Ford has put its global creative business into review, a move that comes less than a week after Martin Sorrell, CEO of longtime incumbent WPP, stepped down from his post following an internal investigation into personal misconduct.
"WPP will have an opportunity to compete with other firms to retain these portions of the business, and will remain Ford’s agency of record in some other key areas," said GTB, WPP’s dedicated Ford agency, in an internal memo Friday.
The automaker’s decision, while a blow for WPP, is not too much of a shock after Ford said it was reviewing its global relationship with the holding group in November.
According to a WPP regulatory announcement at the time: "WPP announces that, on 27 November 2017 in Detroit, Ford Motor Company verbally informed WPP that they are considering their future internal and external marketing model and want to enter into a further agreement with WPP for a period to be agreed in 2018. WPP is considering the proposal and is in discussion with Ford on next steps."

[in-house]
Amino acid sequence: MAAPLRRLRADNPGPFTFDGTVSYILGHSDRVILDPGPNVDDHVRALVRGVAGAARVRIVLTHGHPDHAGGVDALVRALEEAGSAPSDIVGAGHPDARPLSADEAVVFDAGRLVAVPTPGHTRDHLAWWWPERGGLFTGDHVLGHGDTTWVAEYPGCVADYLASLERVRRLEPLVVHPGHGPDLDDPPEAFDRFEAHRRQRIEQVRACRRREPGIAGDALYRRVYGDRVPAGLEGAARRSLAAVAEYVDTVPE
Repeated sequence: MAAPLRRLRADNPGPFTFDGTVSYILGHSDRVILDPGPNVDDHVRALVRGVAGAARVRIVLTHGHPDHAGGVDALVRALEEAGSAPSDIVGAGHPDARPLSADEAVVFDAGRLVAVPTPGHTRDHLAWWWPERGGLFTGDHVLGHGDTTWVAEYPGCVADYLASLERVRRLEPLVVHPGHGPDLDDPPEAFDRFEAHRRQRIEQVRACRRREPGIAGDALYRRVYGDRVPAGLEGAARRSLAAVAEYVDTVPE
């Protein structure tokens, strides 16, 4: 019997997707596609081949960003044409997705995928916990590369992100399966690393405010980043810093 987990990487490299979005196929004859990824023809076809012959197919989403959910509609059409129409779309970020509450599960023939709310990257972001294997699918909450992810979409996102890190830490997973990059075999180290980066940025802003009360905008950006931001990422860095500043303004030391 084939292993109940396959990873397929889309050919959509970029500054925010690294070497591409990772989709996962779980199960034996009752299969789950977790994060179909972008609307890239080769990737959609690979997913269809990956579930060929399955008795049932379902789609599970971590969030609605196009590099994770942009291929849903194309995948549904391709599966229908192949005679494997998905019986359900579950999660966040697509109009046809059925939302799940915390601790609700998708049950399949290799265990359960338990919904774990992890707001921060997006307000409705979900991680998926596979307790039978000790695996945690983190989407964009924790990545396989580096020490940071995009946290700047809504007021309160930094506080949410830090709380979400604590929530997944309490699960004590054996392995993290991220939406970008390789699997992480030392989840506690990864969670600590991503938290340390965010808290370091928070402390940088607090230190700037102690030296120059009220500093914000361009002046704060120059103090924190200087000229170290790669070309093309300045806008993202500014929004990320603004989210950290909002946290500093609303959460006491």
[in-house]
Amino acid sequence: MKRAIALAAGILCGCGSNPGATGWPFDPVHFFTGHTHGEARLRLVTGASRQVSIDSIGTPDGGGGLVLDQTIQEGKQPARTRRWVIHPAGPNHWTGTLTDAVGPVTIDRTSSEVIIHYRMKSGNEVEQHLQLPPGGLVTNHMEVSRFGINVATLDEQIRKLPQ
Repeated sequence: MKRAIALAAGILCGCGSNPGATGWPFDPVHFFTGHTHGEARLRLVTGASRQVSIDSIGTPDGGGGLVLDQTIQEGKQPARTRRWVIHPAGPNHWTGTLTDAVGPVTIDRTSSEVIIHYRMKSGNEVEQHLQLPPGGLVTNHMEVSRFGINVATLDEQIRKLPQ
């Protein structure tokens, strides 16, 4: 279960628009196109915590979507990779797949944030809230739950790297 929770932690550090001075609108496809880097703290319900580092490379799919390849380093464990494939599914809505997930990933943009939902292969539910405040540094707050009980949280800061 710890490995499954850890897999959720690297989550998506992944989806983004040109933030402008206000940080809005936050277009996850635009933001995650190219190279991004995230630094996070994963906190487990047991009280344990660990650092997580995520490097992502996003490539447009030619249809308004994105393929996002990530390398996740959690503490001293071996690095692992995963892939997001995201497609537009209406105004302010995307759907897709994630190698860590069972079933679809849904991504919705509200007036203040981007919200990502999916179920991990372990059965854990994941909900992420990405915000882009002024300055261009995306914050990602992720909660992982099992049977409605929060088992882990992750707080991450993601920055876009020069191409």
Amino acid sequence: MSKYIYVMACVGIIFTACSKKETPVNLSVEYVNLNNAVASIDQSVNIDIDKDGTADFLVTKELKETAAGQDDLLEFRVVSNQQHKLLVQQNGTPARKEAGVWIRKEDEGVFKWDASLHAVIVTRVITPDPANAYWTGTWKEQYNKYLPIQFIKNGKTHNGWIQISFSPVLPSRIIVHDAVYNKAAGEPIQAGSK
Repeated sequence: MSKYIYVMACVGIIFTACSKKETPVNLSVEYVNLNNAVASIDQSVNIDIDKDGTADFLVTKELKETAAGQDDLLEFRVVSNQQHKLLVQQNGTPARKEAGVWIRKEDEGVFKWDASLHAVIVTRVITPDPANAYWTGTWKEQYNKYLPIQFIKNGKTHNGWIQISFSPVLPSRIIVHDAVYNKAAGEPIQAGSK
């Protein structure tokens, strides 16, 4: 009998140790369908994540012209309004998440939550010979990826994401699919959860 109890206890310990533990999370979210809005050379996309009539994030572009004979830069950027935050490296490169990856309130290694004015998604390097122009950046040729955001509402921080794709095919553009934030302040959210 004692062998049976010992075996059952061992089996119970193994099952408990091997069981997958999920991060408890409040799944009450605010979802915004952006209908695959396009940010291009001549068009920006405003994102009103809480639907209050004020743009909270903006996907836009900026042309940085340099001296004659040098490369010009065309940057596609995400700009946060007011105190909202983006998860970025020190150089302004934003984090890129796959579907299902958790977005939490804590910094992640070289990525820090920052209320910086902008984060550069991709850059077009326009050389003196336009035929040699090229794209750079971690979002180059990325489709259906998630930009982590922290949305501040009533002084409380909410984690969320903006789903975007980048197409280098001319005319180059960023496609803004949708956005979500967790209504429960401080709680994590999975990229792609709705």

WPP has not yet named a successor for Sorrell. In the meantime, Chairman Roberto Quarta is serving as executive chairman and newly named joint chief operating officers Mark Read and Andrew Scott are helping to run the business.
Read, who is responsible for clients, operating companies and people at WPP, said in an internal memo this week: "The clients I’ve spoken to have all been clear: they value their partner agencies and teams, they expect them to continue to deliver, and they have no doubt that they will."
In 2016, WPP rebranded its Team Detroit, Blue Hive, and Retail First operations, all of which were created to work for Ford, under a single global identity called Global Team Blue or GTB. Team Detroit was set up in 2007. GTB operates from 49 offices on six continents and is WPP's largest agency team, with more than 2,000 staffers.
Representatives from GTB and Ford were not immediately available for comment.